trainline

Nine things I love about the Trainline app

Trainline is doing everything right at the moment.

You may have noticed a rebrand in August 2015 alongside the launch of a refreshed mobile app. The app has now been released for iPad, too. And, relief, there’s an Apple Watch version for travellers in first class (I’m joking, don’t take me for a Corbynister).

Virgin Trains releases a poor iPhone app

Virgin Trains released an iPhone app recently, which is a bit of a disappointment and, judging by the low ratings it has received so far, the users seem to think so too. 

The app gives information on Virgin Trains services, and that’s about it. The opportunity was there to create a useful app for customers, as thetrainline and Cross Country trains have done, but Virgin has missed this chance.

Site review: Virgin Trains revamp

Virgin Trains relaunched its website yesterday with an updated look and feel for the site, which apparently aims to ‘convey the brand’s new positioning of train travel as superior to other modes of
transport’.

I’m not sure whether it does that, but it does look a lot better than the previous version. I’ve been comparing the site with the old version…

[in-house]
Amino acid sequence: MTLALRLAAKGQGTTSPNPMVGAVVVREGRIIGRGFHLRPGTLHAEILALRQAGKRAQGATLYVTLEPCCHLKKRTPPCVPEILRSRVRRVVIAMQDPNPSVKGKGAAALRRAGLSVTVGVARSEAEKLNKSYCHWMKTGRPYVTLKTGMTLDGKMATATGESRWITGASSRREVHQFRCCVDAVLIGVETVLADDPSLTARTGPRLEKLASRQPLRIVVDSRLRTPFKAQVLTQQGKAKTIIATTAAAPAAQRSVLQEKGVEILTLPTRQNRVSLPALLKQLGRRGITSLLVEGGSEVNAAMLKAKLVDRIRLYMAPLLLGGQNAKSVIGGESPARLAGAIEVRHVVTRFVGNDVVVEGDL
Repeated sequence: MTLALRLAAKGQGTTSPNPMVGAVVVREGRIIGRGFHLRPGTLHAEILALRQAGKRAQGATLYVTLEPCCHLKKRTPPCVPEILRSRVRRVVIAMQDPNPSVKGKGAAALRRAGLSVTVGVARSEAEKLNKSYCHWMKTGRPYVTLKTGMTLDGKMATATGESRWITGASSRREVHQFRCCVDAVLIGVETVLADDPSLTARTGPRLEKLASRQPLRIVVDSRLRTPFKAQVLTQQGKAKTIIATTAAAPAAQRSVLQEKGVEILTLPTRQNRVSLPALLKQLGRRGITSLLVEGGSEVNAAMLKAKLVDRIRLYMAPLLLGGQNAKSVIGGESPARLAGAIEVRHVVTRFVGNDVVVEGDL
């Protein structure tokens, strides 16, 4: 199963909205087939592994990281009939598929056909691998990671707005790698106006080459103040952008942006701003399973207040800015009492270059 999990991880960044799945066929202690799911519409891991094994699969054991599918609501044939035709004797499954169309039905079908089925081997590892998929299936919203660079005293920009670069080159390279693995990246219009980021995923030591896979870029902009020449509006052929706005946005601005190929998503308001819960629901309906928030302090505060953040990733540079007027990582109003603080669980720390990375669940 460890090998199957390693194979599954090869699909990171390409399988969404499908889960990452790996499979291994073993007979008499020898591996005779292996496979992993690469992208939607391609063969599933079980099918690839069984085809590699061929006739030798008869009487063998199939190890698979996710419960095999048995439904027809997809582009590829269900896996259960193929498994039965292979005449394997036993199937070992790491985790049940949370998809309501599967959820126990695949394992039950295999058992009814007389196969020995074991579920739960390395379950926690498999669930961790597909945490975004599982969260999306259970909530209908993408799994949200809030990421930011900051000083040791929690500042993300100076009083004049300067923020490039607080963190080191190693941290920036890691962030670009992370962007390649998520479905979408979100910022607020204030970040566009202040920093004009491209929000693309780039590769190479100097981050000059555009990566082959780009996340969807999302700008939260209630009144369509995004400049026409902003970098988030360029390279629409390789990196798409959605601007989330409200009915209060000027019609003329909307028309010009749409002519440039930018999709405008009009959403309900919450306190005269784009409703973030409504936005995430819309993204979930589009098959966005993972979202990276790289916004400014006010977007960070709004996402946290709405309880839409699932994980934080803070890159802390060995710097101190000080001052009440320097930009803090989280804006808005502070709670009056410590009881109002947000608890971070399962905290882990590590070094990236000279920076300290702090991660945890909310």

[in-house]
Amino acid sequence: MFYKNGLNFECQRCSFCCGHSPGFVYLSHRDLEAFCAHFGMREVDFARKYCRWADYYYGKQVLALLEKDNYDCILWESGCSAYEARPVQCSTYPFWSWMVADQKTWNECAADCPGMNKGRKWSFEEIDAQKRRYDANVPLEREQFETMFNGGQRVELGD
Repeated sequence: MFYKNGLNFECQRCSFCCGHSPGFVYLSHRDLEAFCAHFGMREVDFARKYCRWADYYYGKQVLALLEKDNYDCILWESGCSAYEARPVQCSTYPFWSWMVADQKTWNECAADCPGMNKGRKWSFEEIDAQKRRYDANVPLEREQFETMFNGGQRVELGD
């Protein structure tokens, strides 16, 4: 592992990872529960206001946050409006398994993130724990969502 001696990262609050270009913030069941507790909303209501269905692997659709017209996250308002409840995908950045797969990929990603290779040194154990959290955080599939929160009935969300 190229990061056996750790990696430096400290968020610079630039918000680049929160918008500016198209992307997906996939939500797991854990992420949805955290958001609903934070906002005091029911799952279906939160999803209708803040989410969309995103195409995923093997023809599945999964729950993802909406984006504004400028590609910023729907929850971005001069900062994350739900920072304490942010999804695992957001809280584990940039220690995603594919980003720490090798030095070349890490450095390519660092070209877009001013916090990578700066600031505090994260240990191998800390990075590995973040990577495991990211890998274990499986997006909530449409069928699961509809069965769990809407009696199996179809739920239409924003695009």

Grand Central relaunches its website

Grand Central, which operates rail services between London and the North East, came in for some criticism on this blog a few months ago for the shocking customer experience when attempting to book tickets online.

The company has now relaunched its booking engine so I’ve been trying it out to see if Grand Central has managed to make the site more usable than before.

UK rail websites fail usability test

Thanks to overcomplicated and unreliable websites, two thirds of people were unable to book a rail journey from the UK to European cities.

Just 33% of users in the study managed to complete the task, compared to 98% who tried to book the equivalent flight online. Rail tickets also took nearly twice as long as flights to book. I’ve been looking at a couple of rail websites to see what was so difficult.

Right to reply: Webloyalty / ShopperDiscounts

Webloyalty / Shopper Discounts right to reply; image thanks to altemark via FlickrEarlier this week on this blog Graham Charlton discussed whether or not retailers should promote third party shopper discount schemes at the end of the checkout process. 

The way this usually works is that you buy something, and after having your order confirmed are invited to accept a ‘£10 off your next purchase’ or similar. The schemes are operated not by the retailers, but by a partner.

Graham bought some train tickets via TheTrainline.com and stumbled across one of these offers at the end of the checkout. He found it confusing, and he’s not alone… many consumers have also complained (‘I was duped’, ‘I’m another victim’, etc).

Naturally the discount scheme operator, Webloyalty, is not thrilled with our coverage, and marketing director Gill Hynes has written in to complain.